Out of town excursion: the Medici Park of Pratolino

Say you've come to Florence attracted by its immense artistic, historical and cultural heritage. Say you've already visited all the museums and churches and photographed all the beautiful panoramic views the city has to offer.
Now add to all this that at this time of the year, days are sunny and getting hotter in the city and the desire to get some fresh air is getting stronger. Where to go to enjoy a bit of nature without completely losing contact with the Florentine atmosphere?
Well, there's only one place that can meet your requirements: the Medici Park of Pratolino.

Villa Demidoff, as it is also known today, with its 20 hectares of meadows, woods, ponds and caves is one of the largest parks in Tuscany, and from 2013 one of UNESCO World Heritage Sites.
Acquired by Francesco I de' Medici in 1568 for his mistress, Bianca Cappello, the beautiful mansion and the gardens were designed by architect Bernardo Buontalenti. With its artificial caves, fountains, water-driven automatons and labyrinths, what is the largest of the Medici estates had gained the name of “Garden of wonders”.
It became renowed in all Europe, so much that the artists and engineers that had worked in the creation of the "wonders" of Pratolino were called to work in Paris, London, Mardid and Prague.
Mintenance of such a residence though, was so expensive that in the XVIII century the Grand Duke Pietro Leopoldo stopped caring for it, many sculptures were tranferred to the Boboli Gardens and the Villa fell into decline.
The gardens were left to grow wild after the sudden death of Grand Duke Ferdinand III who had took ownership of the place and in 1814 had started a renovation, demolishing the villa and redesigning the gardens in English style.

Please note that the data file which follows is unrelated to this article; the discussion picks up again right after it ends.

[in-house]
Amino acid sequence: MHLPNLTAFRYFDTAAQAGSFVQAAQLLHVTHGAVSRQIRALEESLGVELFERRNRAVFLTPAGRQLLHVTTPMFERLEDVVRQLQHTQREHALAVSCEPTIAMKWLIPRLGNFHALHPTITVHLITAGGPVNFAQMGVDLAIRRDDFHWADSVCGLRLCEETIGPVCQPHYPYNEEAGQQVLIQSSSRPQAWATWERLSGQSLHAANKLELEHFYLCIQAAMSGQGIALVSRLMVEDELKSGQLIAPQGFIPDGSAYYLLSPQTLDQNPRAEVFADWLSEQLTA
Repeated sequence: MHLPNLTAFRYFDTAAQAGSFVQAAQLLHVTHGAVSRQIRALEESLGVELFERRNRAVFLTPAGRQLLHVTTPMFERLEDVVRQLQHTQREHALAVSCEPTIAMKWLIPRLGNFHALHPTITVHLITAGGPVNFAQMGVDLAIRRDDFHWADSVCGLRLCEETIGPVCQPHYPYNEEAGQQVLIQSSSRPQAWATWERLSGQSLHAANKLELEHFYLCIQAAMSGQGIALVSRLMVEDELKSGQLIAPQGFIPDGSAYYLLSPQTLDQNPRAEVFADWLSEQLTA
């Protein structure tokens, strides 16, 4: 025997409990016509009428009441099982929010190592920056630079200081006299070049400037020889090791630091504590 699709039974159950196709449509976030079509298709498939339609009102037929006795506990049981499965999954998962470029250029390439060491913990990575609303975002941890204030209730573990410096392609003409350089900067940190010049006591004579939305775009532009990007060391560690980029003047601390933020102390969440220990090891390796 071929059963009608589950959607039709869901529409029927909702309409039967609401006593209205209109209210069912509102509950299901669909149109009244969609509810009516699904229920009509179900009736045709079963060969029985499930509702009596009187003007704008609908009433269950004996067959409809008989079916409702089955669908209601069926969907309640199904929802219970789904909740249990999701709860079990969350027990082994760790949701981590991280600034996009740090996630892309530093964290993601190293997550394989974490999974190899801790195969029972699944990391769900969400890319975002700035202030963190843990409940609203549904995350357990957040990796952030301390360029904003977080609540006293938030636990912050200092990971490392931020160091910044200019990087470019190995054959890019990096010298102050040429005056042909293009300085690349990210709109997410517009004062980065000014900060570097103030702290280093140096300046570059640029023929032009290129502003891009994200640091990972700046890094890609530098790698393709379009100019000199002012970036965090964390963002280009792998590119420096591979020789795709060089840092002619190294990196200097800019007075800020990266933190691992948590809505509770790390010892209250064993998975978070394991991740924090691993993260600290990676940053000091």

Almost sixty years later, the property was sold to russian Prince Pavel Pavlovich Demidov, and from the restored remnants of the old building, Villa Demidoff was created.
Eventually, in 1981 the province of Florence bought the estate which is now kept open to the public from April to October.

Though much of the original structure of the residence has been lost, what remains today is still one of the most beautiful places you'll see outside of Florence. The park is a nature reserve: deer, foxes and hares wander freely on the park grounds among centuries-old trees such as oaks, citron trees and horse chestnuts.
The main attraction of the park of Pratolino is probably the spectacular statue of the Colossus of the Apennines, half men and half mountain, created by Giambologna in the second half of the XVI century.
The massive sculpture, symbol of the Apennine Mountains, really is something of extraordinary: seemingly emerging form a little lake, covered in mud, lychens and limestone concretions, the Giant is beatifully rendered and perfectly integrated with the surrounding landscape.
Caves and rooms are carved into the statue's body, inside the head was set a fireplace used to blow smoke out of the giant's nostrils, and behind the back stretched out a laurel maze that unfortunately was removed during one of the renovations.
However, seeing Giambologna's Colossus with your own eyes is not the only reason you should decide to spend a day exploring the green area of Villa Demidoff, much more awaits you. We can garantee you that you won't regret having traveled those few kilometers that separate the park from the center of Florence to absorb the beauty of this magical place on a lovely sunny day.

Getting there by car: take Via Bolognese in the direction of Pratolino, Vaglia. A free parking lot is in front of the entrance.
getting there by bus: from Santa Maria Novella station take the 25A line Via Fiorentina, Pratolino.


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